Robert M. Fecht
106th Infantry Division

"One Cold Night and a Rosary"

"This is the last time Iíll ask you to help me clean the attic," my wife said. "Everything we come upon, you say, ĎDonít throw this away, or donít throw that away.í Please tell me what we were even up here for."

But I scarcely heard her words as I looked at the old, broken, brown, wooden, beaded rosary in her hand. For thirteen years, I had thought I had lost it. I had almost forgotten it and the incident that brought it into my possession. Yet, there it was, and with it the memory of the one cold night and a rosary.

It was while I was a Prisoner of War in Germany that it happened. A group of twenty-five Americans were picked out to leave the camp which was called Stalag 4B. We were to go north to the small town of Sandersdorf to work in the coal mines. I was one of the twenty-five to leave, and the only Catholic in the group.

Upon arriving at our destination, we were quartered in a small building with a double row of high wire fence around it, between which one guard patrolled at night only. There were three guards and one Commandant in charge of our group at night and on Sundayís. During the day, while at the mine, we had a different group of guards. At night our guards would take four hour shifts. Four hours on, eight hours off.

As you know, or have heard, the Naziís had no love for the Catholics. Our Commandant, who must have been indoctrinated by Hitler himself, had a very special dislike for them. Upon discovering I was a Catholic, he always managed to find extra things for me to do, and would laugh and joke and fold his hands, as if in prayer, whenever ridiculing me. I tried to retaliate by making the sign of the cross whenever he looked at me. I stopped this, though, when I found out he thought I was doing it because I was afraid of him.

One Sunday, when the Commandant was supposed to have been gone, one of the guards, whose name was Herr Engle, called me into his room. Upon entering, I noticed a woman sitting at a small table. She smiled as the guard shut the door, motioning me to be quiet and, at the same time, she handed me a small sugar bowl full of strawberry sauce. Thinking the world had come to an end, I hurriedly ate them. I donít think anything tasted as good to me as they did right then.

Then, to my astonishment, she pulled out a rosary and pointed to herself and the guard and said, "Catholic." I looked at the guard and he nodded and was all smiles. Just then, the door opened and there stood the Commandant. Everyone froze. He walked over to the woman and snatched the rosary out of her hand and started spilling out German a mile a minute. From the look on the womanís face, I thought she was going to faint right there. Before either of them could say a word, I stepped over to the Commandant and grabbed the rosary from his hand, and told him it was mine. I also told him the guard had no right to take it from me, and that he should tell the guard that he should leave my stuff alone. He turned and asked the guard in German if he had taken it from me. The guard immediately answered, "Yes." They exchanged a few more words, and then the Commandant ordered me back to the main room.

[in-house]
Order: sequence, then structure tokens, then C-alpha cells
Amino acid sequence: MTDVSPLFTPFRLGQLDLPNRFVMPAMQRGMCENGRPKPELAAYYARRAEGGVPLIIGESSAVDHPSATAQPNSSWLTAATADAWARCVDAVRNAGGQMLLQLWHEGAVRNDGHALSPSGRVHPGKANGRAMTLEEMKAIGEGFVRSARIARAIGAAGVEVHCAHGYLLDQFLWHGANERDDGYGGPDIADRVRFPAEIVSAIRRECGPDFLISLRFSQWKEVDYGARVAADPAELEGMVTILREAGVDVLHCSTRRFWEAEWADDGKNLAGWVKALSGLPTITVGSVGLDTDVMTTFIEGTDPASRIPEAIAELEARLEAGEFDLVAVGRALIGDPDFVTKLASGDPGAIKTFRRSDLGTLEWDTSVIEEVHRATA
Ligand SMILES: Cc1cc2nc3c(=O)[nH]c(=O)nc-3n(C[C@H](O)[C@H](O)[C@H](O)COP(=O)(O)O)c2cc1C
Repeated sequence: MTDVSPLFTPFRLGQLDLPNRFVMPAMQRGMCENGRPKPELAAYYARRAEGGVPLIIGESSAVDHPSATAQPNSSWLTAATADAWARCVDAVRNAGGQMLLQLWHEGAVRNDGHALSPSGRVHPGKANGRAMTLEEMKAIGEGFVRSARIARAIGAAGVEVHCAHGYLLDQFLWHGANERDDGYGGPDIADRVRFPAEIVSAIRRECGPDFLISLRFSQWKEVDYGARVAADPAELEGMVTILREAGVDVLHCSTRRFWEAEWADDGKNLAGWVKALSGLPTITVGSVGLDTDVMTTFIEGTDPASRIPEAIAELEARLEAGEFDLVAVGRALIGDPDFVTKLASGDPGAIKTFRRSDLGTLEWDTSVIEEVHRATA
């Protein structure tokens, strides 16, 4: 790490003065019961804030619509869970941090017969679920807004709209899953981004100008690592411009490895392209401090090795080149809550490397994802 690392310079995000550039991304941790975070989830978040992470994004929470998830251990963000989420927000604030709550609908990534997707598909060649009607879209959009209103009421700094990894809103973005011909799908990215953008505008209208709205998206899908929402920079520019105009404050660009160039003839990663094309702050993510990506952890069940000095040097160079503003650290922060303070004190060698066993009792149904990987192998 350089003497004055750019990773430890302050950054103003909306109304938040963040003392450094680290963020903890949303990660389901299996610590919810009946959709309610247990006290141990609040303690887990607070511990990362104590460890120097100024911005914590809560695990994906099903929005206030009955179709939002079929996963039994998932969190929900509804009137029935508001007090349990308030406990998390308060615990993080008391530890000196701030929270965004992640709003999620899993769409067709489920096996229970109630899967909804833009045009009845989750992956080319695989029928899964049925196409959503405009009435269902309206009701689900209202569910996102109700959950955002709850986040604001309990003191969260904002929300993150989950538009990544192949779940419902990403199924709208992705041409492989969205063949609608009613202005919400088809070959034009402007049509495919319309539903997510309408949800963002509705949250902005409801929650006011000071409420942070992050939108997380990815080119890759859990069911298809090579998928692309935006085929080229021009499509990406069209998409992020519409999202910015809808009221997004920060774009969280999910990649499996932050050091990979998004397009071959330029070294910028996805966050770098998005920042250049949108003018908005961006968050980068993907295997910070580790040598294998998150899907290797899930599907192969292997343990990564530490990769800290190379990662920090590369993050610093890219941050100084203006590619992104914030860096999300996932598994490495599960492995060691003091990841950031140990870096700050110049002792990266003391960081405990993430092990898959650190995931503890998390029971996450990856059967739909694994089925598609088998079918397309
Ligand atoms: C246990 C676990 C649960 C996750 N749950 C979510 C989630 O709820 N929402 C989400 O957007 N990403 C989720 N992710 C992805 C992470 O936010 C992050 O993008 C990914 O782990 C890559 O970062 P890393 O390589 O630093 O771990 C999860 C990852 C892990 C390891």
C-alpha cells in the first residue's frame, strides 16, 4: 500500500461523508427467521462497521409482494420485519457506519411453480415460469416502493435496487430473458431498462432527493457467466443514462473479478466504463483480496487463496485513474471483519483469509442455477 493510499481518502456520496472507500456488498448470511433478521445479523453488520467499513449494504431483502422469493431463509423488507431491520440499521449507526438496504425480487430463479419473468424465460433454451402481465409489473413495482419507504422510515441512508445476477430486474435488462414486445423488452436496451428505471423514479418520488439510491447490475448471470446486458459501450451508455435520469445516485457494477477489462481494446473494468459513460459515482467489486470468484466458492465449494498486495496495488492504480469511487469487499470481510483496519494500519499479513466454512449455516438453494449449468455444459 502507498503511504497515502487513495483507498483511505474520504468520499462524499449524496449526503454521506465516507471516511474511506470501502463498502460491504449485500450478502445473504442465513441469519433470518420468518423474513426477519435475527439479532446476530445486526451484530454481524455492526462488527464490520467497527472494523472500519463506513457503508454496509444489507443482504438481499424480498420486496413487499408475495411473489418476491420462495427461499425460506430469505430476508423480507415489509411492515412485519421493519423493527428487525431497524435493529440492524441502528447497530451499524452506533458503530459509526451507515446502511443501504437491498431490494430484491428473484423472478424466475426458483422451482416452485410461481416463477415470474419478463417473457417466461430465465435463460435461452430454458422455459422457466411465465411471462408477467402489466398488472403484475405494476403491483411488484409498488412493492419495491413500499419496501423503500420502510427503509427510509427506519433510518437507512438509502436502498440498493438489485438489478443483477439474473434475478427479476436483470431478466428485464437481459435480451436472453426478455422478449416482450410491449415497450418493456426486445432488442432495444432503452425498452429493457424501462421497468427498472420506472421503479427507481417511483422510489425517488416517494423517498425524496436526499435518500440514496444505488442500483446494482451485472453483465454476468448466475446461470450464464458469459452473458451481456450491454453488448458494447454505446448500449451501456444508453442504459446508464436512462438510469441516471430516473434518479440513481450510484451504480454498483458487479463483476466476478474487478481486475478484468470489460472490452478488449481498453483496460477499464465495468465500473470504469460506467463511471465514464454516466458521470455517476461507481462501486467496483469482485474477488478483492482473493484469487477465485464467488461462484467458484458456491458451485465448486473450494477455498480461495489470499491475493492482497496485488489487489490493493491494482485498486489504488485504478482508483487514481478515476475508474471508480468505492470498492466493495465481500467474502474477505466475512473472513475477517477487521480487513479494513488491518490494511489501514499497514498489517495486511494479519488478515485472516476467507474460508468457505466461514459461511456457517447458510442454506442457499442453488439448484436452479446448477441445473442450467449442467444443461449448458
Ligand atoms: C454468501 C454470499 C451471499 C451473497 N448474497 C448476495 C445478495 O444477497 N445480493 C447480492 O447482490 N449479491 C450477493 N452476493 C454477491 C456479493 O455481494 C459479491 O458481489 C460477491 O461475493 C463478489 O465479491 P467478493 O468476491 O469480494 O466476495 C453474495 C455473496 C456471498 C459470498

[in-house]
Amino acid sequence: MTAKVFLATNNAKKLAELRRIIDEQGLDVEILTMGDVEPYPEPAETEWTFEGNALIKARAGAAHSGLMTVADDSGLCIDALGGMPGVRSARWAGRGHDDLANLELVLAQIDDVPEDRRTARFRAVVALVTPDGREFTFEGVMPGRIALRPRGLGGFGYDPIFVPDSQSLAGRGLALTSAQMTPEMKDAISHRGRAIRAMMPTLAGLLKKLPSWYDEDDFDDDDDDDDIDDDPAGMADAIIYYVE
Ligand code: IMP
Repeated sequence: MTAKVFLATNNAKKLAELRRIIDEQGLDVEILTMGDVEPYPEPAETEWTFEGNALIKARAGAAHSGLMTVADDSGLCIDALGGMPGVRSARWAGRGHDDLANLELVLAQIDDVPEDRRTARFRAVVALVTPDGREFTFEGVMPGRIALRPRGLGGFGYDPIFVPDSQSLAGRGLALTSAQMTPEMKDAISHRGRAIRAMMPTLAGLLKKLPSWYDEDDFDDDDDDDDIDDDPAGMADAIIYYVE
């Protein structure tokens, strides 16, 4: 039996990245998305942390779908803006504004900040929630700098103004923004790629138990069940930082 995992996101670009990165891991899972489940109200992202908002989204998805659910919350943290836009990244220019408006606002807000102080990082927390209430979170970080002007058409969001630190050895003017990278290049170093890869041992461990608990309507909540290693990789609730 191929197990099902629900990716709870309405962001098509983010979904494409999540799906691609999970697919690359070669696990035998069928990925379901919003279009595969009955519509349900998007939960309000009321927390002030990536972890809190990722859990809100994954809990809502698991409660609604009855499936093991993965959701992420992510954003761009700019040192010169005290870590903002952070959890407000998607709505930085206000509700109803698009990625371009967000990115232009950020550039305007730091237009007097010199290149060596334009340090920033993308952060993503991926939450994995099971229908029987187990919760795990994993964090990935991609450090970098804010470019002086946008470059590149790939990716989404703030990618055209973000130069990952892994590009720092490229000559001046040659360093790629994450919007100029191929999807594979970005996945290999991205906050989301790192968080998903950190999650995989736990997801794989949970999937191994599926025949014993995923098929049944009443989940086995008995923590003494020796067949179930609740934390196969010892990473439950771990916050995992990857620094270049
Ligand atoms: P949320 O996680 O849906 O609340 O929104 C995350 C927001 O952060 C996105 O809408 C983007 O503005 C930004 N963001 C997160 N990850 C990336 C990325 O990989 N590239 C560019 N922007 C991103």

I found out that night that I was to be punished. Not for having the rosary, but for being out of the main room when I shouldnít have been. For my punishment, I was to patrol inside the fence, along with the guard, with nothing on but my shorts, and the burlap strips on my feet.

It was the last part of March and very cold. I didnít think I would be able to take it. When the time did come, I stripped and started for the door with one of the guards when the Commandant called to me. I stopped and he bent over and took the rosary from my pocket and tossed it to me and said, "If you pray hard enough, it may keep you warm." I walked, stamped my feet, slapped myself all over, and even cried. AND I DID SAY THE ROSARY, OVER, OVER, AND OVER.

When the guards four hours were up, the next guard that came to relieve him was Herr Engle. The minute he saw the light go out in the other guardís room, he stripped off his overcoat and handed it to me. He turned around and let out a low whistle, and Frau Engle came from behind a building and up to the fence with a big kettle of hot soup. Herr Engle passed it over to me. Whether any of it was meant for him, I donít know, but I ate it all myself. They both whispered to me in German, and from as much of it as I could understand, they were thanking me for what I did that morning. I went to give her back her rosary, and she shook her head and folded the rosary into the palm of my hand. She then made the sign of the cross and disappeared into the darkness. After Herr Engleís stint was up, I had one more to go. But, surprisingly enough, it didnít seem too cold.

There was a rosary said on those beads every day thereafter. It was just thirty days after this incident that we were liberated by the 69th Division. I was on the boat home that the rosary broke. I put it away in my duffel bag, and didnít find it again until thirteen years later. I had it repaired, and am now using it again. Each time I use it, I wonder about Herr Engle and his wife, and how they are, for, Sandersdorf is in the Communist zone.

Robert M. Fecht
Supplied by his Grandson, Mike Fecht

We have a picture of him and Judy Garland speaking to each other on the phone from a magazine back then and we're still trying to find exactly where it came from, although I do know the story. Apparently they had some sort of contest where a celebrity would call a soldier. Someone nominated him, so he knew nothing about it when he won and she called. Upon introducing herself, my grandfather, in complete disbelief said, "If this is Judy Garland, sing Somewhere Over the Rainbow.' She proceeded to comply with his request right over the phone and knocked his socks off.

Page last revised 09/28/2007